Having been subjected to X-ray fluorescence, and then some multispectral imaging, the 13th Century Archimedes Palimpsest may have finally revealed its last secret – “that Archimedes, working in the third century BC, considered the concept of actual infinity, something thought to have only been developed in the 19th century, and anticipated calculus.”
The Palimpsest, constructed in the 13th Century mostly from an erased 10th Century copy of works by Archimedes, is currently the subject of an exhibition at Baltimore’s Walters Art Museum where it will be on display until 1 January 2012. From the Walters Art Museum press release
Archimedes, in his treatise TheMethod of Mechanical Theorems, works with the concept of absolute infinity, and this Palimpsest contains the only surviving copy of this important treatise. He claims that two different sets of lines are equal in multitude, even though it is clearly understood that they are infinite. This approach is remarkably similar to 16th- and 17th-century works leading to the invention of the calculus.
Also found only in the Palimpsest is Archimedes’ Stomachion. It is the earliest existing western treatise concerning combinatorics. It is thought that Archimedes was trying to discover how many ways you could recombine 14 fixed pieces and still make a perfect square. The answer is high and counterintuitive at 17,152 combinations. Combinatorics is critical in modern computing.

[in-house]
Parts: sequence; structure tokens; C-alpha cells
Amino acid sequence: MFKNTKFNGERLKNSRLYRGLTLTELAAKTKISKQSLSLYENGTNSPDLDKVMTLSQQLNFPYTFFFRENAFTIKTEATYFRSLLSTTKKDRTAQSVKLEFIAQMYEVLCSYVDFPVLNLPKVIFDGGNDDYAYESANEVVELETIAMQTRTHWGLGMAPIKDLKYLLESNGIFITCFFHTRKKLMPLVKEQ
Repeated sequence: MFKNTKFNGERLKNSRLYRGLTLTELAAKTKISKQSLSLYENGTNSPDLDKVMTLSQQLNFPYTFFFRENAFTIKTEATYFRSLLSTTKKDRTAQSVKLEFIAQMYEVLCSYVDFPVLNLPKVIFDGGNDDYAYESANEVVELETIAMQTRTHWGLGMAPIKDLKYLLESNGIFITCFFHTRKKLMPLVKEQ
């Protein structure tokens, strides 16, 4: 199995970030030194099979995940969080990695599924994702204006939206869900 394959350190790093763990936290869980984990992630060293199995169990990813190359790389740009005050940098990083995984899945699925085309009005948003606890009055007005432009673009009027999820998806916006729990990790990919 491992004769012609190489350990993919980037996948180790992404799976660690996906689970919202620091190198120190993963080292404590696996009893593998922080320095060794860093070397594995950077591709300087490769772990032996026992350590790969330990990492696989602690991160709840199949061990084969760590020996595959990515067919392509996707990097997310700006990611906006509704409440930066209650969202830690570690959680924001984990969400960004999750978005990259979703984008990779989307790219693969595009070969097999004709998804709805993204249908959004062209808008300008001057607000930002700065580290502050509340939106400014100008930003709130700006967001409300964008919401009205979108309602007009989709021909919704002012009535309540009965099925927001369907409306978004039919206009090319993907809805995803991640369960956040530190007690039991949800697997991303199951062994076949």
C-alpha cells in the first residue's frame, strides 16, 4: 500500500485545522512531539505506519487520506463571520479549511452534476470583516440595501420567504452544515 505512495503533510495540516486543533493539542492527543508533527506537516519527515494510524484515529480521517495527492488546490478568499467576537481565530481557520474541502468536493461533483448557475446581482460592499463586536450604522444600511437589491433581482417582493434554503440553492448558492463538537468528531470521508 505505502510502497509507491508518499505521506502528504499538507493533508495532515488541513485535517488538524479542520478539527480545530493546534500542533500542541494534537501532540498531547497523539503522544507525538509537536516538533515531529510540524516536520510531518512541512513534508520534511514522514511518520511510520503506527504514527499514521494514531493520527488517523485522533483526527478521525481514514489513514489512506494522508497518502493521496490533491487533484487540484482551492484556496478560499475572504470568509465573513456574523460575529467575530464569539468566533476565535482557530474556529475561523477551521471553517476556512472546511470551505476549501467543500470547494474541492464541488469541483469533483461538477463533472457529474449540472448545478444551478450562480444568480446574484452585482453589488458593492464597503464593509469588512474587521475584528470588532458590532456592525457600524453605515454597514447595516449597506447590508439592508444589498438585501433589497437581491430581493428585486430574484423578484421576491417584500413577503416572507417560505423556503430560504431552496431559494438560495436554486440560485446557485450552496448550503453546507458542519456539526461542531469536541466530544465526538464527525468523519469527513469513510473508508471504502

In addition to Archimedes’ works, six other erased books of history and philosophy were discovered. Twenty pages of the Palimpsest were created from the erased texts of ten pages from a manuscript containing speeches by Hyperides, an Athenian orator from the golden age of Greek democracy. Twenty-eight pages were from the erased text of 14 pages containing a Commentary on the Categories of the ancient Greek philosopher Aristotle. Aristotle’s Categories is a fundamental text to western philosophy. This commentary survives nowhere else.
When the Palimpsest was imaged at SSRL, the name of the scribe that erased Archimedes’ writings was discovered on the first page of the Palimpsest. His name was Johannes Myronas, and he finished transcribing the prayers on April 14, 1229, in Jerusalem.
Two handsome, and expensive, volumes about The Archimedes Palimpsest project are available.
[And the bellyache? – Ed] From the Guardian report
The palimpsest also contains the only existing copy of Archimedes’ treatise Stomachion, in which he tries to discover how many ways 14 fixed pieces can be recombined to make a perfect square. The answer is 17,152 combinations. “Stomachion means bellyache – in antiquity you didn’t call them brainteasers, you called them bellyachers. It’s very interesting: not only is it completely different to his other works [but] it has been shown that it is actually the first work to develop the science of combinatorics – the maths of combinations which lies behind the mathematics of probability,” said Sharp. “Before we knew this it was thought that combinatorics arose in the 17th or 18th century.”